If you still choose to take early retirement, you need a substantial sum of money to supplement your Social Security funds. The amount usually corresponds to about 25 times your annual expenses.

Keep in mind that the earlier you retire, the more you need. Moreover, you don’t receive Medicare coverage until you’re 65 years old, so you might need to pay for another health insurance. Unfortunately, most of them come at a steep price.

For instance, people eligible for the Affordable Care Act pay a monthly average of $456 in premiums. In comparison, Medicare Part B is only $148.50, and it gets you coverage with a low $203 deductible per year.

Full Retirement Age

Many people consider the upper 60s the best retirement time. By this point, you’re usually old enough to have enough plenty of financial reserves and young enough to relish the job-free years.

Waiting until this time also lets you support tax-advantaged investment accounts. For instance, investors who are 50 years or older can make a catch-up contribution to their IRA or 401(k), providing $7,000 to either of them or a Roth IRA. Should you use a 401(k) for your investment, you can provide up to $26,000 annually in salary.

At full retirement age, you’re eligible to get full Social Security benefits. However, this age depends on the year you were born. Currently, the full retirement age applies between ages 66 and 67.

For example, according to the Social Security Administration, people born in 1960 or later apply for full retirement age once they turn 67 years old. Meanwhile, those born before 1954 have already reached the required age of 66. Between 1955 and 1959, the differences are only a couple of months.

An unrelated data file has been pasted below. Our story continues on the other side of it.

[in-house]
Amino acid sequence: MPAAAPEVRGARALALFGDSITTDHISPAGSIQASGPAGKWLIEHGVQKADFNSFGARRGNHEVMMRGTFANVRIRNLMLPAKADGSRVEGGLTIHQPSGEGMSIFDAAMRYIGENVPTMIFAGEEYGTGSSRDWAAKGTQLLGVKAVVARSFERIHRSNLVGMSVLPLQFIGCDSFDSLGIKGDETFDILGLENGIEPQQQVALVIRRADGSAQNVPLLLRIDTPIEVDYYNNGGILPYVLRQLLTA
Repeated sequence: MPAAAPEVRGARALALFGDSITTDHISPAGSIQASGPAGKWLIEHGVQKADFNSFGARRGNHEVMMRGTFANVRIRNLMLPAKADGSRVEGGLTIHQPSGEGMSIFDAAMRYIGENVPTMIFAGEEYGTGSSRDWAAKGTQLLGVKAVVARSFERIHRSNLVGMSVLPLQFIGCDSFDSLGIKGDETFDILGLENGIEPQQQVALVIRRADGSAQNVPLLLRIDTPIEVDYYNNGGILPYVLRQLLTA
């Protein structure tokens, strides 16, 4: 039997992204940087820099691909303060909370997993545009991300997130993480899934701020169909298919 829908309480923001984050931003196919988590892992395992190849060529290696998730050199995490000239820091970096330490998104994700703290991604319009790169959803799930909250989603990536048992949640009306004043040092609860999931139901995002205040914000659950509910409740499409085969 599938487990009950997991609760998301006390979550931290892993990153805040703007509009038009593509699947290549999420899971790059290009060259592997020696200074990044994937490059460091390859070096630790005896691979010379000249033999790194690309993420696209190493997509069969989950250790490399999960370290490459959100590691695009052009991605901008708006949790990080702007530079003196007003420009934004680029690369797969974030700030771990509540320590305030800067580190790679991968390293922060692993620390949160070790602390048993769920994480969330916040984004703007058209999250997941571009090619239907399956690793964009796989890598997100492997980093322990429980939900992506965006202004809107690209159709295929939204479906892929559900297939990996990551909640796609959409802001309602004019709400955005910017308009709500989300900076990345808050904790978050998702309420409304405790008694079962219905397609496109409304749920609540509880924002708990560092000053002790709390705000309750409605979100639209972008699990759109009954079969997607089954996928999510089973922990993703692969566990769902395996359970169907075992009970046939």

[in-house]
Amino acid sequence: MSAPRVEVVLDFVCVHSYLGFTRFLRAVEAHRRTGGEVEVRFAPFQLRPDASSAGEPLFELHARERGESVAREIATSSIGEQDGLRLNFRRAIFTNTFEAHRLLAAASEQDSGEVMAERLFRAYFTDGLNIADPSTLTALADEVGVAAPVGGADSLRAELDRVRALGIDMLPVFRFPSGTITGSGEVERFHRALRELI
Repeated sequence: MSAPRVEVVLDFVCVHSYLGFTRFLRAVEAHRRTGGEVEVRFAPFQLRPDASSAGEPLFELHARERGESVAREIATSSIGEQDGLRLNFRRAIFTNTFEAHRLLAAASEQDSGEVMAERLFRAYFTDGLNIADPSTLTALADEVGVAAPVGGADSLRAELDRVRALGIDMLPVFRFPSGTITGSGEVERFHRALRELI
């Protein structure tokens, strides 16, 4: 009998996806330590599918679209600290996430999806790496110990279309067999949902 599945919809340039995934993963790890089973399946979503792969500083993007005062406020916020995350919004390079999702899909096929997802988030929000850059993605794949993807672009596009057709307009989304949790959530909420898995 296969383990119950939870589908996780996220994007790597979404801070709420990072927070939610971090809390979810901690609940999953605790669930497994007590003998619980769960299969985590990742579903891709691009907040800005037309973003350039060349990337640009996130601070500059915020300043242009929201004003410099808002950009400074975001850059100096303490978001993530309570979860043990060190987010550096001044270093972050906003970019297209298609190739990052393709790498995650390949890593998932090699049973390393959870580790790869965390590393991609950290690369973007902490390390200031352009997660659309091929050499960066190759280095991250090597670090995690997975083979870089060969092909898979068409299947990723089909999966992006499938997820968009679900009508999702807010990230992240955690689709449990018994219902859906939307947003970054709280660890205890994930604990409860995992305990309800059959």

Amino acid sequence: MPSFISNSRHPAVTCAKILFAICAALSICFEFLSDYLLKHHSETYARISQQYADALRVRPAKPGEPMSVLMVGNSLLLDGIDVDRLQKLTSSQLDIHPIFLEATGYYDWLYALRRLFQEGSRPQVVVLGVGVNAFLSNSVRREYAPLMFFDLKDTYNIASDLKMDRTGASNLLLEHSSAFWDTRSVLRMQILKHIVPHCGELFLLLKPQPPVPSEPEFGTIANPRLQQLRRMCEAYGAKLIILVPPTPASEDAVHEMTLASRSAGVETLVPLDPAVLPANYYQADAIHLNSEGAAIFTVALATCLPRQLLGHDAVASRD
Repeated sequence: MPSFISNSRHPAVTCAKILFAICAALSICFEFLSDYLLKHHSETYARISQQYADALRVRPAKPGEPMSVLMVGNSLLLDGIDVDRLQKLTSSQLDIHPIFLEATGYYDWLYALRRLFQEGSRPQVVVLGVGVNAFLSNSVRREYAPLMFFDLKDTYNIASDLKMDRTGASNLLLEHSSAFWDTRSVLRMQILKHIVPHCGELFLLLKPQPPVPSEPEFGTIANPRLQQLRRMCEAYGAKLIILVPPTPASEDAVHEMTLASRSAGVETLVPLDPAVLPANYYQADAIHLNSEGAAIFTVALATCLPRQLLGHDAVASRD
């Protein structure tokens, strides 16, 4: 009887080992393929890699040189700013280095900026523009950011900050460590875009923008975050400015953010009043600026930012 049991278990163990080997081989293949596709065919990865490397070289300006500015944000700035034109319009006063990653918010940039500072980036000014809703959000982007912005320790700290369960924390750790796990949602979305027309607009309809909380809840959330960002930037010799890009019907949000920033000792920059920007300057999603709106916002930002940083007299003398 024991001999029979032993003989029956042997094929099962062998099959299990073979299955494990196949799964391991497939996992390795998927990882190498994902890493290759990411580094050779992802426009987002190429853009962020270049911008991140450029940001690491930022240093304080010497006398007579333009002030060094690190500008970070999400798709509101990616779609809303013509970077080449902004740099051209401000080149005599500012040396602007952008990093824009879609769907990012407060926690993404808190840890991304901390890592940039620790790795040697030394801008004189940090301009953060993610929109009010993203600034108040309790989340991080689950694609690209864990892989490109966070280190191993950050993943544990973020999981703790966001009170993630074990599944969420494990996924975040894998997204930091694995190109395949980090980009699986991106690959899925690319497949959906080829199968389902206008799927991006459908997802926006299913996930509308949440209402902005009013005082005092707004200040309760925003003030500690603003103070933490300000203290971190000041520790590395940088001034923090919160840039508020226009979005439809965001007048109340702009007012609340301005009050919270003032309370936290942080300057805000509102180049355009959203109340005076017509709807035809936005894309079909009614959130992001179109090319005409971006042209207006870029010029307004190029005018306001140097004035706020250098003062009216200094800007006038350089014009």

It’s important to note that if you opt to receive your Social Security payment 36 months before your full retirement age, your benefits are permanently reduced by five-ninths of 1 percent each month. If you begin taking them more than 36 months before, it’s further reduced by five-twelfths of 1 percent each month.

For example, let’s assume you stop working and start your benefits when you reach age 62. If your retirement age is 67, the benefit reduction calculation is based on 60 months.

The first 36 months equal a 20 percent reduction (five-ninths of 1 percent times 36,) and the remaining 24 months equal 10 percent (five-twelfths of 1 percent times 24.) Overall, your benefits would be reduced by 30 percent by the time you reach full retirement age.

You can also earn delayed retirement credit (DRC) if you choose to retire between full retirement age and age 70, which is when the Social Security Administration enforces the required minimum distribution rule.

For example, if you began your benefits at age 68, you would get a DRC of 8% multiplied by two, which is the number of years you waited. It corresponds to a 16 percent increase in benefits.

Also, if you wait until you become 65 years old, you become eligible for Medicare. It comes at a fraction of the cost compared to other health insurance plans for older adults.

However, you might have to pay premiums if you fail to sign up for Medicare in the six-month window around your 65th birthday.

Late Retirement

If you like your job, you may enjoy some advantages if you continue working until you reach age 70 and avoid collecting your Social Security benefits. After all, you can maximize the amount you receive this way. For those born after 1960, it can reach up to 124 percent of the original amount.

Should you plan well, you might have enough money saved to enjoy the things you like without worrying too much about outliving the assets.

Unfortunately, delaying it isn’t always a choice. The National Institute of Retirement Security noted that many Americans aren’t prepared for retirement.